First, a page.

Theorem: There are infinitely many HSSN.
1) According to the definition, an HSSN (let us also call it c^2) can be represented in the following manner c^2 = a^2 + b*(b+1)/2. The formula looks pretty much like the Pythagorean formula c^2 = a^2 + b^2. There are infinitely many Pythagorean triples (a, b, c). What if b^2 was also a triangular number?
2) There exist Square triangular numbers (STN), i.e. triangular numbers that are also square numbers (OEIS A001110), and there are infinitely many of them. It is worth noting that every STN, written as a(n), is an odd number when n is odd and an even number when n is even, as a(n) = 34*a(n-1) – a(n-2) + 2. Therefore, there are infinitely many odd and infinitely many even square triangular numbers.
3) If STN is an odd number (let us call it STNodd), then √STNodd is an odd number. Therefore, √STNodd is of the form m^2-n^2, as any odd number can be represented as the difference between two consecutive square numbers (in other words, the p-th odd number equals the p+1-th square number minus the p-th square number).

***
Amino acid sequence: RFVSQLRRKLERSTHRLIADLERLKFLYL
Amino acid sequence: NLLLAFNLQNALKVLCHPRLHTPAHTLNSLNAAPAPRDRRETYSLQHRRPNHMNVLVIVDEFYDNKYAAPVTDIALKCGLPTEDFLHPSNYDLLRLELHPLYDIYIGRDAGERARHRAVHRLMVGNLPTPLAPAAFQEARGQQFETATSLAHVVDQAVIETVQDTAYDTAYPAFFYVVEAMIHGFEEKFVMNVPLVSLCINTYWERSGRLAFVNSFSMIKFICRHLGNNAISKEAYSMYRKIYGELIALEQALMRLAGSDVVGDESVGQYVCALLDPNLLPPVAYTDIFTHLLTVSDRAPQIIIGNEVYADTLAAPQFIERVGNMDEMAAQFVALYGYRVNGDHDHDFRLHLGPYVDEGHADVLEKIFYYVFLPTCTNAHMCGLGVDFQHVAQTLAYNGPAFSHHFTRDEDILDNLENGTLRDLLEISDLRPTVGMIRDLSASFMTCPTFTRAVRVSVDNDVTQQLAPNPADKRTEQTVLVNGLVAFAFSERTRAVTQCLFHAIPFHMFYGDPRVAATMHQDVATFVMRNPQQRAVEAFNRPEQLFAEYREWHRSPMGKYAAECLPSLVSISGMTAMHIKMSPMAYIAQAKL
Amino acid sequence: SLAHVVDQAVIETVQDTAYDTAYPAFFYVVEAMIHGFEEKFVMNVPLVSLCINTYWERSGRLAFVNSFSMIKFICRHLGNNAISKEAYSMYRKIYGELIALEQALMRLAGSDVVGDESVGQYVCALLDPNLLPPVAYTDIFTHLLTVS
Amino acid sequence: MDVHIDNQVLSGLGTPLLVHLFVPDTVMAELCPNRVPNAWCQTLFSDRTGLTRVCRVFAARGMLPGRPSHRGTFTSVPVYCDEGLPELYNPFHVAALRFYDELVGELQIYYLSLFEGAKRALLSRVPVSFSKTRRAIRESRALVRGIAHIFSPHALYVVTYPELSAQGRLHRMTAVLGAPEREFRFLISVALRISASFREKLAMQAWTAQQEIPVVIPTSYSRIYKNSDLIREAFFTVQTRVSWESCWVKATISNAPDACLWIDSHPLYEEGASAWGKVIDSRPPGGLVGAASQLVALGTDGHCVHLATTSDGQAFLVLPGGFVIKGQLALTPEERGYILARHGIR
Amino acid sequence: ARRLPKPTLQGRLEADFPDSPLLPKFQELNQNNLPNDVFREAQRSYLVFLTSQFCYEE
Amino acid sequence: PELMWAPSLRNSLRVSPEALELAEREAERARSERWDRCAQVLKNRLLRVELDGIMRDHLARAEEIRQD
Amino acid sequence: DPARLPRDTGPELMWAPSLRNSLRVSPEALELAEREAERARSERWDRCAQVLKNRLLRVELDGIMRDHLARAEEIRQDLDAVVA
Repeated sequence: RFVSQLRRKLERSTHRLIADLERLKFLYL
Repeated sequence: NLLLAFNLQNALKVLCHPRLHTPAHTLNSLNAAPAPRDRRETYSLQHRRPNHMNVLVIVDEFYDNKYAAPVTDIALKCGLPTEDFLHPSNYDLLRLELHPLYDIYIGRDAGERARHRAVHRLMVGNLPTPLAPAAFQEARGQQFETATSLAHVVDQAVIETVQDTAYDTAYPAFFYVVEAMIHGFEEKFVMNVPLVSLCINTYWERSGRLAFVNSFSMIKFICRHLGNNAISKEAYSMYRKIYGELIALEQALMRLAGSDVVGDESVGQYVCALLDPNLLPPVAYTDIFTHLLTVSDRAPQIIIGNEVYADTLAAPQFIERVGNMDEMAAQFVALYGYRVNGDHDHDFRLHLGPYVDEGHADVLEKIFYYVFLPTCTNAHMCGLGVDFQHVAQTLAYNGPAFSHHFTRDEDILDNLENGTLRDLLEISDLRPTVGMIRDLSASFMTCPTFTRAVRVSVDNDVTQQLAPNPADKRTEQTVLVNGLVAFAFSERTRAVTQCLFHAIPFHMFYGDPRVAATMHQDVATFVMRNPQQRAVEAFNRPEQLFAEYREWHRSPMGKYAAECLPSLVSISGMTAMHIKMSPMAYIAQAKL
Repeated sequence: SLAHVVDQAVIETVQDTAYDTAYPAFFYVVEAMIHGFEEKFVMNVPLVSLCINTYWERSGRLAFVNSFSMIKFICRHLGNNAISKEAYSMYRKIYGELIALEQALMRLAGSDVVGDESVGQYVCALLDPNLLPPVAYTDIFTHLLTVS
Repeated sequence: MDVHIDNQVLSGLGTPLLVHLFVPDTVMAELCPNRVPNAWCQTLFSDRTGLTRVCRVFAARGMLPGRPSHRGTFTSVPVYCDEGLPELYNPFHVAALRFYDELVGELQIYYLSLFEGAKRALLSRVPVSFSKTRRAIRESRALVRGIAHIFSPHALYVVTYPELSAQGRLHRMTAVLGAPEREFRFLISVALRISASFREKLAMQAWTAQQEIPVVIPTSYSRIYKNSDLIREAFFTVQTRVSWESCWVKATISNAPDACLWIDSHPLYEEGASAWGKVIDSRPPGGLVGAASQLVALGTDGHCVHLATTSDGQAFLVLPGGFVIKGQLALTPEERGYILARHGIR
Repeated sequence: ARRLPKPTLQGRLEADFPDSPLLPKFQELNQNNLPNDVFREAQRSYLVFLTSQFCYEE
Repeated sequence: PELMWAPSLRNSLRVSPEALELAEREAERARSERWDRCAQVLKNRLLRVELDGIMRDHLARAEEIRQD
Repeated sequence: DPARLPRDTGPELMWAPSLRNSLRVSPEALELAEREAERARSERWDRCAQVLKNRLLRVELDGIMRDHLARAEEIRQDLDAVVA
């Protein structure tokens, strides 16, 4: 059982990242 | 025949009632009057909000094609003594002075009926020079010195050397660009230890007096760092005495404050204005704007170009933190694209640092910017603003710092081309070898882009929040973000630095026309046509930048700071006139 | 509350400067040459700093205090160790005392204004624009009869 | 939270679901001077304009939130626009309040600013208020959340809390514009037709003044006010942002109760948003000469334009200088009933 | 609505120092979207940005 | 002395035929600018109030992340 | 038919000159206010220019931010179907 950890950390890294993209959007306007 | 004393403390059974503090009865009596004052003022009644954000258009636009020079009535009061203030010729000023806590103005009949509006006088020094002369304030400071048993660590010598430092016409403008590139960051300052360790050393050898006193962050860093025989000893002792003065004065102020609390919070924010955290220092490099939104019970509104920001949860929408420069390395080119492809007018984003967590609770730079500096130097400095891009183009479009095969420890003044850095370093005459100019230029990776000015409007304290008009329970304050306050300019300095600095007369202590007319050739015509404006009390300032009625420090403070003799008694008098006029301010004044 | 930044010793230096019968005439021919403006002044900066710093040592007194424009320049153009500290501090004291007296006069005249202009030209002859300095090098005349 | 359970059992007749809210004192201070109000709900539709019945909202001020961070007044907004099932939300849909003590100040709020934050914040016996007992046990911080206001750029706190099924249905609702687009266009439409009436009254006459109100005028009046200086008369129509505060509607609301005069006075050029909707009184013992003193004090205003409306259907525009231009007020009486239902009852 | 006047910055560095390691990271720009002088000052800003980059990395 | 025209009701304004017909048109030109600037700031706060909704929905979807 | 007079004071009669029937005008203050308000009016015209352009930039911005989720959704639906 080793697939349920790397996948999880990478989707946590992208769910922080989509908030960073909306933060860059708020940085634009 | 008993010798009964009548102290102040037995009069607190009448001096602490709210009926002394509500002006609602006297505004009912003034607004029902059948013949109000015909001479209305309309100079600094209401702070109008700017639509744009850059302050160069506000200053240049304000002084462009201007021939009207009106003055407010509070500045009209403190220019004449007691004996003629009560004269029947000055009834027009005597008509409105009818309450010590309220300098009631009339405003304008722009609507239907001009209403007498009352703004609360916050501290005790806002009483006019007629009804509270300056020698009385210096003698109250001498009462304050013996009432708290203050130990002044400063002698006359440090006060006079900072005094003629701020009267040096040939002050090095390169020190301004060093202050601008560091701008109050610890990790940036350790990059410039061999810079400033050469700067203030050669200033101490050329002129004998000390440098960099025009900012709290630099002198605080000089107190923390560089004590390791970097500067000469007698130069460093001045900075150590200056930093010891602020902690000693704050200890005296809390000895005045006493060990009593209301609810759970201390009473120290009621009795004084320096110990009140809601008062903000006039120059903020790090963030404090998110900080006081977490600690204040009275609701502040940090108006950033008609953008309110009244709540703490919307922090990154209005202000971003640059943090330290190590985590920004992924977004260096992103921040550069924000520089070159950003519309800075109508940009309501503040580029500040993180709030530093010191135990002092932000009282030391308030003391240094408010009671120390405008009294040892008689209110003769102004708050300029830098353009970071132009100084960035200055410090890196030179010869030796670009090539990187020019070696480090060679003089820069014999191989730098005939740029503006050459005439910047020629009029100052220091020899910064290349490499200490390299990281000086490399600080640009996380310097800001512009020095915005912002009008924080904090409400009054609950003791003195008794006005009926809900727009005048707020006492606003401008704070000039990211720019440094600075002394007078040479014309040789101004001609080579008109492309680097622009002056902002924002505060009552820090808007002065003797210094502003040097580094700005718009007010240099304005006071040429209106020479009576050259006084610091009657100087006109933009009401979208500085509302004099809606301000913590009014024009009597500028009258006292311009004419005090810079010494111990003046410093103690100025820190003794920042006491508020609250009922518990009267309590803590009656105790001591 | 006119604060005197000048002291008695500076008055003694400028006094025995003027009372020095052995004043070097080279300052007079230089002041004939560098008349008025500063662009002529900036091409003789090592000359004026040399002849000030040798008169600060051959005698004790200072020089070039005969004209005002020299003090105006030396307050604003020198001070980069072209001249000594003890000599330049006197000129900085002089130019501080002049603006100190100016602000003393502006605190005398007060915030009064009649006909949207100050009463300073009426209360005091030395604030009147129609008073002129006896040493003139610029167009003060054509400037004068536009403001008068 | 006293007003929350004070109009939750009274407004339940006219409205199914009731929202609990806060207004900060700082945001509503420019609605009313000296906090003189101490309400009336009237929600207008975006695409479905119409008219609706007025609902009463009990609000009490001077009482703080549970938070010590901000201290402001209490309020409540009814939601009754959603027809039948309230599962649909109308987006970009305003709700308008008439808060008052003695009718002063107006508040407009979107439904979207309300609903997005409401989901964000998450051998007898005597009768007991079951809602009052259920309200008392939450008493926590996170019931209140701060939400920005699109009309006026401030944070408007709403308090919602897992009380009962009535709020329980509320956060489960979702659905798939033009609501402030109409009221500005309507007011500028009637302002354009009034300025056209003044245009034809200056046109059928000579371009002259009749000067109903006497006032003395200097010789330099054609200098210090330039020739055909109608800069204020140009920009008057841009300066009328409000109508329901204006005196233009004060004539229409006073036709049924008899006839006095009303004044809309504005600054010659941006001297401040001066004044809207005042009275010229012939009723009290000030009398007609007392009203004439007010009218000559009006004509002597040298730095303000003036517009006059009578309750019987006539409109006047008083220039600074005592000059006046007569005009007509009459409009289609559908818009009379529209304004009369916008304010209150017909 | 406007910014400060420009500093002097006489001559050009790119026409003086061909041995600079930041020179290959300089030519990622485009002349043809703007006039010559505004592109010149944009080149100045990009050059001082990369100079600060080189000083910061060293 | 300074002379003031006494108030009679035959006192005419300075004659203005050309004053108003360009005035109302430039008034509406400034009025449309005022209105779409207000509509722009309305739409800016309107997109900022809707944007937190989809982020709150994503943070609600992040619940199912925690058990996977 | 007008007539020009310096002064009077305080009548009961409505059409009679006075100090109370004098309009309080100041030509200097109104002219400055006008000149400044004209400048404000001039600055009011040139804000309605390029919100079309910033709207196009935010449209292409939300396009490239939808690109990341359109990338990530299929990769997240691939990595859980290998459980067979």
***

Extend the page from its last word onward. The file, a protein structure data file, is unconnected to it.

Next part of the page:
4) It follows from 3) that for each and every √STNodd there is always a unique couple of positive integers m and n (where m>n) that can be used to generate a unique Pythagorean triple with a unique hypotenuse. According to the Euclid’s formula the triple is (m^2 - n^2, 2*m*n, m^2 + n^2). Therefore, each and every of the infinitely many STNodd>1 can be paired with a unique HSSN, i.e.
c^2 = (m^2 + n^2)^2, from which we can conclude that the number of the HSSN is infinite. QED
There are many more examples of HSSN that we have not considered so far, i.e. HSSN that are sums of a positive square number and a positive triangular number that is not a STN. For example, 4=2^2=1^2+2*3/2 or 16=4^2=1^2+5*6/2.